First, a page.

New Eternity Malware-as-a-Service Offering Has a Product for Most Malicious Needs
The Eternity Malware Suite, a Malware as a Service offering, is a new player in the MaaS marketplace.
Our threat reports have previously covered Ransomware as a Service (RaaS). The Eternity Suite offers multiple types of malware for sale, including a ransomware offering.
The tools are seemingly unsophisticated. But through real-world examples, we have learned that threats do not have to be advanced to cause real damage.
Samples from the Eternity malware suite were tested against BluVector’s patented Machine Learning Engine (MLE) and were detected. Regression testing of these samples shows that BluVector would have detected the malware an average of 48 months prior to their release.
What Is Eternity Malware Kit?
Researchers from Cyble discovered a dark web site, offering several types of malware for sale, under the banner of Eternity. The Eternity “suite” consists of an Infostealer, a crypto miner, a DDoS (Distributed Denial of Service) bot, a worm/dropper, ransomware, and a clipper (so named as it is designed to monitor the clipboard of an infected system, intercepting cryptocurrency transactions and redirecting them to those held by attackers). The Eternity operators also have a Telegram channel which they use for marketing purposes, but also interestingly, where subscribers can utilize the Telegram bot to customize and build the Eternity malware directly.
Figure 1: Eternity dark web site product page
Beginning with potentially the greatest threat, the ransomware, the dark web site claims it is “currently FUD” (Fully UnDetectable). This claim seems to be debunked by the fact that the initial submission of this sample to VirusTotal in early April 2022 had a detection score of 18/73. This is not great coverage at just under 25%, but certainly noticeably better than being fully undetectable. Like all the Eternity malware currently available, the ransomware is a .NET executable, quite compact in size at only 65KB. The ransom note provides a ProtonMail email address and a Telegram ID as contact points, and states the ransom amount is $800, to be paid in Monero cryptocurrency. The code is not encrypted or obfuscated and contains a large list of 788 file extensions which will be encrypted. It does not alter the file extension of encrypted files as many other ransomware variants do. After encryption is complete, the ransomware deletes the shadow copies of each drive to make file restoration more difficult. It then displays a window, as shown below.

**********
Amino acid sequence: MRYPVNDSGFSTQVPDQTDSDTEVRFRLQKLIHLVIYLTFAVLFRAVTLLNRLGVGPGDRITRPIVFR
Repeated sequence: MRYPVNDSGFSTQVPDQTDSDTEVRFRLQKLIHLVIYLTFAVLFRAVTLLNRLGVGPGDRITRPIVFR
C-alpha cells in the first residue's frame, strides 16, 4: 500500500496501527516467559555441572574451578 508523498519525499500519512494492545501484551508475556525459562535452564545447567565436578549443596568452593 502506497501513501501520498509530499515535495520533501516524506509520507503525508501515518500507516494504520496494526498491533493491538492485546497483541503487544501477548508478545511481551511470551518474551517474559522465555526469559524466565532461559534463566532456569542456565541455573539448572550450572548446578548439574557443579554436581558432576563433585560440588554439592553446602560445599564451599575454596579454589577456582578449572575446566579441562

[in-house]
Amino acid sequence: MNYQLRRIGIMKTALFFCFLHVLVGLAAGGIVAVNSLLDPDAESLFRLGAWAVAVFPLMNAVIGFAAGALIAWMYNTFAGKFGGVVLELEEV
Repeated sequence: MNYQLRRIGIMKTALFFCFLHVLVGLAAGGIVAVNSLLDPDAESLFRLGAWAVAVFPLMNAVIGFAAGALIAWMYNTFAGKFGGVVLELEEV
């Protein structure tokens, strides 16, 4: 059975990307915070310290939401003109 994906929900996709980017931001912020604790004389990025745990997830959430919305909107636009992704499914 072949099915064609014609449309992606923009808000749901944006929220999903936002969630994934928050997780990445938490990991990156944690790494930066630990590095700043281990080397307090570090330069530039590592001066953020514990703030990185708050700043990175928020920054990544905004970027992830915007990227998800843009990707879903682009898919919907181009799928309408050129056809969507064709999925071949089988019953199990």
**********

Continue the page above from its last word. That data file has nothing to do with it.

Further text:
Figure 2: Eternity ransomware post encryption window
The stealer is advertised as helping to extract various web browser data, including passwords, credit card numbers, cookies, tokens, autofill strings, browsing history and bookmarks. The current version professes to be compatible with multiple browsers. As expected from stealer malware, it also aids data extraction from a number of email clients, instant messenger applications, password managers, VPN and FTP clients, gaming software and operating system credentials. Of course, there is also compatibility for 14 different cryptocurrency wallets and 33 cryptocurrency browser extensions. Unlike the ransomware, the stealer does utilize obfuscation of the code.
The clipper is, as advertised on the Eternity dark web site, small in size at only 62KB. And like the stealer, utilizes obfuscation of the code. It currently supports 15 cryptocurrencies that it monitors the clipboard for, and reports its activity to a Telegram bot. The miner is capable of mining Monero cryptocurrency, is hidden from the Windows Task Manager, and will automatically restart itself if the process is terminated.
The worm is by far the largest of the Eternity malware, at 1362KB, and again utilizes code obfuscation. Supported propagation methods are USB drives, local network shared drives, cloud drives (e.g. Dropbox), Discord and Telegram spam, i.e it sends messages to all channels and contacts. It is also capable of injecting the worm into any compiled Python files, and by appending itself to various local filetypes, including exe, jar, pdf, docx, xlsx, pptx.
Eternity is a relatively new player in the ever-growing MaaS marketplace. Their current malware offerings are not particularly sophisticated, and at least one appears to be based on publicly available source code. However, time and again, we have seen real-world incidents that prove malware does not necessarily need to be sophisticated to succeed.
How Does It Propagate?
The Eternity Worm malware possesses the ability to propagate via USB drives, local network file shares, cloud drives, and via Discord and Telegram spam.
When/How Did BluVector Detect It?
Four samples from the Eternity malware suite were tested against BluVector’s patented Machine Learning Engine (MLE) and all were detected. Regression testing of these samples shows that BluVector would have detected the malware an average of 48 months prior to their release.